The girls became fast friends with Abbie, and further, Sylvie found herself incapable of resisting the gravitational pull radiated by their dog, a half Chihuahua, half wiener mix (the “ChiWiener”) named Picante, so we agreed that we would look to reconvene again further south at the halfway point across the peninsula, Catavina.
Feral had done some desert camping there several years before, and despite the tendency for the desert to offer us nothing but wind, hail, and freezing temperatures thus far on the trip we couldn’t say no.
So, we migrated south a few days later with a loose plan to reconnect with them and who should we pass on the road to San Quintin but Patrick and Ashley.
We had a roadside reunion, and they were on their way to the Guadeloupe hot springs and then home. Incredibly, they offered us their Baja Camping Guide, which we had been coveting since we first saw it in Ensenada.
An extraordinary gift, to be sure, and we gratefully took it.
We left them, and not five minutes later on the same road saw Feral and Stephanie’s camper pulled over next to an ice cream shop.
There was a lot of driving between ourselves and the desert camp outside Catavina, and Feral left us with pretty explicit directions in the event we got there before them, which it turned out, we did.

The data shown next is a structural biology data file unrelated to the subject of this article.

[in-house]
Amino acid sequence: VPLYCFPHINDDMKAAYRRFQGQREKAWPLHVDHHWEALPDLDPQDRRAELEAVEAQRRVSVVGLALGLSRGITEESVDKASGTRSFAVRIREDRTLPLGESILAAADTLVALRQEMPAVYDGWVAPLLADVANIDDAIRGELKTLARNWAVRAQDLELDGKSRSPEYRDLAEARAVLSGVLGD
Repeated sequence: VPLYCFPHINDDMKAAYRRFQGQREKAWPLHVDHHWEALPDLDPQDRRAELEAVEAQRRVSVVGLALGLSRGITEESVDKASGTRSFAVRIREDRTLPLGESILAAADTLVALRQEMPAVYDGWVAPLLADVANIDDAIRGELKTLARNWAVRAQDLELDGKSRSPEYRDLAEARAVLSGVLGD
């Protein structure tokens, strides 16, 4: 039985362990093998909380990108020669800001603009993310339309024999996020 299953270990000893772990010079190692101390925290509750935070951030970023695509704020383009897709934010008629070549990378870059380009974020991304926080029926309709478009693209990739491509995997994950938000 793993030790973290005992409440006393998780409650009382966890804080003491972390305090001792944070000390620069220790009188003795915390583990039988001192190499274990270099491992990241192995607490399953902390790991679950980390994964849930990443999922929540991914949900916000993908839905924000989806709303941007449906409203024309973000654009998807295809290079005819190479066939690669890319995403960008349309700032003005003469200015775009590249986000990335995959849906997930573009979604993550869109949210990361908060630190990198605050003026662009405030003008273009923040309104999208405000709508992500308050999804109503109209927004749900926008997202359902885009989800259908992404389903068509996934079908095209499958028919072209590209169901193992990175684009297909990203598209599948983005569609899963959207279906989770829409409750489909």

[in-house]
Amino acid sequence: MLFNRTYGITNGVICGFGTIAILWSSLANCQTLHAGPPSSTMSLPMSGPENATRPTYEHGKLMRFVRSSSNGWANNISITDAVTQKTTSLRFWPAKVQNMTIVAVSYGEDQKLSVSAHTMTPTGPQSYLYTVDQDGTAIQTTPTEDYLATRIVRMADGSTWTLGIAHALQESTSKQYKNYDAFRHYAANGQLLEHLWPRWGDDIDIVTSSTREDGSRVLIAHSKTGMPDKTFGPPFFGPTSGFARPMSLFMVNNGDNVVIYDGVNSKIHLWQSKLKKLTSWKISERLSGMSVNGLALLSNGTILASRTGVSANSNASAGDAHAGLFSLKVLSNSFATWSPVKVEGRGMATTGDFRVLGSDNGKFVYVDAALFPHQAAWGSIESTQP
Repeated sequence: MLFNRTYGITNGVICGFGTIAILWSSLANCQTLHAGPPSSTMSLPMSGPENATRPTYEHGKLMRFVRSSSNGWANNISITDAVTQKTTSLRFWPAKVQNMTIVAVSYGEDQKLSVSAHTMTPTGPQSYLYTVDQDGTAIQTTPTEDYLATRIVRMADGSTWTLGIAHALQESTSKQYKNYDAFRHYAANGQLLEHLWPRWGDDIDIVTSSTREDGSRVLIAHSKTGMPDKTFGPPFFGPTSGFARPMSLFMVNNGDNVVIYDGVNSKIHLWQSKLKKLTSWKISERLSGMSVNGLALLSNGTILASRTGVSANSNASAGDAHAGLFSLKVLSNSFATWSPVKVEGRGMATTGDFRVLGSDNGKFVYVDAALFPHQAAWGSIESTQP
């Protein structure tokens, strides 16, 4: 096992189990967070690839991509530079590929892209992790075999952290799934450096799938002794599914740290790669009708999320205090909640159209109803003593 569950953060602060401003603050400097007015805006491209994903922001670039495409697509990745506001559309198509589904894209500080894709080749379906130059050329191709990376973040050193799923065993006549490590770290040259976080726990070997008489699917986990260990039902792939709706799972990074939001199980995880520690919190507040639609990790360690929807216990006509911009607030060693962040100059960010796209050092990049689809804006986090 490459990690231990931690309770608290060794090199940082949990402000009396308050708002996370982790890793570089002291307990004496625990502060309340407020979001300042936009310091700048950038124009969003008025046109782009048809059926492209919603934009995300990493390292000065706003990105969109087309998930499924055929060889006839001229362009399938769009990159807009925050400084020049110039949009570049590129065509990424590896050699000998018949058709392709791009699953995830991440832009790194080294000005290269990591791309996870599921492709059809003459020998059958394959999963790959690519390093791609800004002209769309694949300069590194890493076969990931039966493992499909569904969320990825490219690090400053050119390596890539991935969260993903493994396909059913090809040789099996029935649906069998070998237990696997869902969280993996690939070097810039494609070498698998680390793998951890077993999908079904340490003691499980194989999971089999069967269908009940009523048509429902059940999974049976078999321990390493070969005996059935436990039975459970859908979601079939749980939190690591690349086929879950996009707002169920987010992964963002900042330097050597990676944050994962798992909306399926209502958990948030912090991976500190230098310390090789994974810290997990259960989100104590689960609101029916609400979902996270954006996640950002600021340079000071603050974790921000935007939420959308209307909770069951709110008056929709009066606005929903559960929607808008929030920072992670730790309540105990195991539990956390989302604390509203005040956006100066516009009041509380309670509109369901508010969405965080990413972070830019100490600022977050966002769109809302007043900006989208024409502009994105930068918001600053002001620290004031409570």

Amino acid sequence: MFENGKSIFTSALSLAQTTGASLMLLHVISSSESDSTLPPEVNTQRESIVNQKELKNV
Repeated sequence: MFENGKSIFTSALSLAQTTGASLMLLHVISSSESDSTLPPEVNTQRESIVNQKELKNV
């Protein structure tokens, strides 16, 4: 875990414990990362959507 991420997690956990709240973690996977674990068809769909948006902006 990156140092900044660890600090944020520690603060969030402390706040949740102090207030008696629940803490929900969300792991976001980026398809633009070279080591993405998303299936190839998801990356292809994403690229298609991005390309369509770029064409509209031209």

Keeping a vigilant watch for the campground as we approached Catavina after making the serpentine trek up into the interior mountains, we finally saw a large sign indicating camping and announcing “Abierto” and pulled off the road into what appeared to be yet another post-apocalyptic trailer park.
We’re used to that by now, so unfazed, we threw Red Beauty into 4WD and crawled past a bunch of destitute buildings over some badly rutted roads and established ourselves, as the sun set, in a beautiful site surrounded by boulders, huge cardon cactus, and stands of Seussical Boojum trees which, having never seen before, almost defied description.